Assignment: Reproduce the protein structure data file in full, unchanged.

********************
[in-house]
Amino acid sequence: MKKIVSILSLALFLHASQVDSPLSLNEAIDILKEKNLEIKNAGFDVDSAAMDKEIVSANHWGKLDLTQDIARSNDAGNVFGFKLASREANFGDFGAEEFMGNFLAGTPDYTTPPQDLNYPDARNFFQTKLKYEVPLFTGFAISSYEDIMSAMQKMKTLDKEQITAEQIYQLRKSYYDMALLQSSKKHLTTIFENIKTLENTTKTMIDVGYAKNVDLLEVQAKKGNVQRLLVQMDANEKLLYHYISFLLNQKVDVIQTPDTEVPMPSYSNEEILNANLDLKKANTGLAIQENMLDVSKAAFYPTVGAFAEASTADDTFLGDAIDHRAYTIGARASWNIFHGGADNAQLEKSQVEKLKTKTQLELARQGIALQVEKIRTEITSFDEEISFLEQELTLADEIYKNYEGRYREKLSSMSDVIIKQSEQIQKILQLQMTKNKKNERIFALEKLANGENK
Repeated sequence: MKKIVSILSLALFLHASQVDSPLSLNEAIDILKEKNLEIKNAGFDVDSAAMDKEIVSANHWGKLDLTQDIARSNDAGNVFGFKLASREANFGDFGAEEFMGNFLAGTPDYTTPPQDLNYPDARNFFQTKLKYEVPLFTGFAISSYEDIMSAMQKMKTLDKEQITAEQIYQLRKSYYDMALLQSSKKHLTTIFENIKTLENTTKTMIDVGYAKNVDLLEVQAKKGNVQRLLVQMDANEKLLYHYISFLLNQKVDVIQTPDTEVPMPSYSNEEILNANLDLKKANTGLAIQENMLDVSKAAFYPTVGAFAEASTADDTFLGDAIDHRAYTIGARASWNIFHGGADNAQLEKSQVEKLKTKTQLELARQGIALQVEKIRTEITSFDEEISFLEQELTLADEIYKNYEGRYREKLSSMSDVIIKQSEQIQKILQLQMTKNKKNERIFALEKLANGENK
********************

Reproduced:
[in-house]
Amino acid sequence: MKKIVSILSLALFLHASQVDSPLSLNEAIDILKEKNLEIKNAGFDVDSAAMDKEIVSANHWGKLDLTQDIARSNDAGNVFGFKLASREANFGDFGAEEFMGNFLAGTPDYTTPPQDLNYPDARNFFQTKLKYEVPLFTGFAISSYEDIMSAMQKMKTLDKEQITAEQIYQLRKSYYDMALLQSSKKHLTTIFENIKTLENTTKTMIDVGYAKNVDLLEVQAKKGNVQRLLVQMDANEKLLYHYISFLLNQKVDVIQTPDTEVPMPSYSNEEILNANLDLKKANTGLAIQENMLDVSKAAFYPTVGAFAEASTADDTFLGDAIDHRAYTIGARASWNIFHGGADNAQLEKSQVEKLKTKTQLELARQGIALQVEKIRTEITSFDEEISFLEQELTLADEIYKNYEGRYREKLSSMSDVIIKQSEQIQKILQLQMTKNKKNERIFALEKLANGENK
Repeated sequence: MKKIVSILSLALFLHASQVDSPLSLNEAIDILKEKNLEIKNAGFDVDSAAMDKEIVSANHWGKLDLTQDIARSNDAGNVFGFKLASREANFGDFGAEEFMGNFLAGTPDYTTPPQDLNYPDARNFFQTKLKYEVPLFTGFAISSYEDIMSAMQKMKTLDKEQITAEQIYQLRKSYYDMALLQSSKKHLTTIFENIKTLENTTKTMIDVGYAKNVDLLEVQAKKGNVQRLLVQMDANEKLLYHYISFLLNQKVDVIQTPDTEVPMPSYSNEEILNANLDLKKANTGLAIQENMLDVSKAAFYPTVGAFAEASTADDTFLGDAIDHRAYTIGARASWNIFHGGADNAQLEKSQVEKLKTKTQLELARQGIALQVEKIRTEITSFDEEISFLEQELTLADEIYKNYEGRYREKLSSMSDVIIKQSEQIQKILQLQMTKNKKNERIFALEKLANGENK